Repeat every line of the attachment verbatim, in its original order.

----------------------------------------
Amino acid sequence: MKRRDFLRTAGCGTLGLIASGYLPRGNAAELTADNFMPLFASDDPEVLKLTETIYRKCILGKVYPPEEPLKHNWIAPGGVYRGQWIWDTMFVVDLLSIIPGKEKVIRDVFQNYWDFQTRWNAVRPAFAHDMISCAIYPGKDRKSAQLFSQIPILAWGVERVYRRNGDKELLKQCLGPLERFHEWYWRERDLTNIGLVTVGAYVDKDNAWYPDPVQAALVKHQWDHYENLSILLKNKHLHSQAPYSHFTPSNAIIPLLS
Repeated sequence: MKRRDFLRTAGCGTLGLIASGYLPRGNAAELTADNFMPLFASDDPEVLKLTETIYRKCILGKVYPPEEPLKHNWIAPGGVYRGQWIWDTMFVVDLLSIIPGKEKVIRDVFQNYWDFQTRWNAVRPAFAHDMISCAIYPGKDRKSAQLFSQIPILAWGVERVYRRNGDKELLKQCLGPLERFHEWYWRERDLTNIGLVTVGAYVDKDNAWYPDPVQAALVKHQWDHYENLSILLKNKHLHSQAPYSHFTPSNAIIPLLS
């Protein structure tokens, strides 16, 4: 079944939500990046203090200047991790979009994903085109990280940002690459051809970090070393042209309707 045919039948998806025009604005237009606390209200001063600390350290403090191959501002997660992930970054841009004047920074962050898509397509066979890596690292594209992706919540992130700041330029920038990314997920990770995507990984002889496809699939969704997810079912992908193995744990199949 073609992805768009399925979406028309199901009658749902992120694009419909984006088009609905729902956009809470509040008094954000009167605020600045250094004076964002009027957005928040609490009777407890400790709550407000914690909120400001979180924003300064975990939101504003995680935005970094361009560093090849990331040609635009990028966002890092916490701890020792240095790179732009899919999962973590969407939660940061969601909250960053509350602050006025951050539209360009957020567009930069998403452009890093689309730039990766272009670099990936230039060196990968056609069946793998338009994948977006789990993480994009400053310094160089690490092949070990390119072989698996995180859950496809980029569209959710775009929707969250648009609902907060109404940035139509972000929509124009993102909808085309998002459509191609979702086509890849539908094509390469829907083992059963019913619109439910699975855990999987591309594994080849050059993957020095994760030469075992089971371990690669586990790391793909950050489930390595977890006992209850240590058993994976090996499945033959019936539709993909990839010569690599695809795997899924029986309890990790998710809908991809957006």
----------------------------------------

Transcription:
Amino acid sequence: MKRRDFLRTAGCGTLGLIASGYLPRGNAAELTADNFMPLFASDDPEVLKLTETIYRKCILGKVYPPEEPLKHNWIAPGGVYRGQWIWDTMFVVDLLSIIPGKEKVIRDVFQNYWDFQTRWNAVRPAFAHDMISCAIYPGKDRKSAQLFSQIPILAWGVERVYRRNGDKELLKQCLGPLERFHEWYWRERDLTNIGLVTVGAYVDKDNAWYPDPVQAALVKHQWDHYENLSILLKNKHLHSQAPYSHFTPSNAIIPLLS
Repeated sequence: MKRRDFLRTAGCGTLGLIASGYLPRGNAAELTADNFMPLFASDDPEVLKLTETIYRKCILGKVYPPEEPLKHNWIAPGGVYRGQWIWDTMFVVDLLSIIPGKEKVIRDVFQNYWDFQTRWNAVRPAFAHDMISCAIYPGKDRKSAQLFSQIPILAWGVERVYRRNGDKELLKQCLGPLERFHEWYWRERDLTNIGLVTVGAYVDKDNAWYPDPVQAALVKHQWDHYENLSILLKNKHLHSQAPYSHFTPSNAIIPLLS
């Protein structure tokens, strides 16, 4: 079944939500990046203090200047991790979009994903085109990280940002690459051809970090070393042209309707 045919039948998806025009604005237009606390209200001063600390350290403090191959501002997660992930970054841009004047920074962050898509397509066979890596690292594209992706919540992130700041330029920038990314997920990770995507990984002889496809699939969704997810079912992908193995744990199949 073609992805768009399925979406028309199901009658749902992120694009419909984006088009609905729902956009809470509040008094954000009167605020600045250094004076964002009027957005928040609490009777407890400790709550407000914690909120400001979180924003300064975990939101504003995680935005970094361009560093090849990331040609635009990028966002890092916490701890020792240095790179732009899919999962973590969407939660940061969601909250960053509350602050006025951050539209360009957020567009930069998403452009890093689309730039990766272009670099990936230039060196990968056609069946793998338009994948977006789990993480994009400053310094160089690490092949070990390119072989698996995180859950496809980029569209959710775009929707969250648009609902907060109404940035139509972000929509124009993102909808085309998002459509191609979702086509890849539908094509390469829907083992059963019913619109439910699975855990999987591309594994080849050059993957020095994760030469075992089971371990690669586990790391793909950050489930390595977890006992209850240590058993994976090996499945033959019936539709993909990839010569690599695809795997899924029986309890990790998710809908991809957006």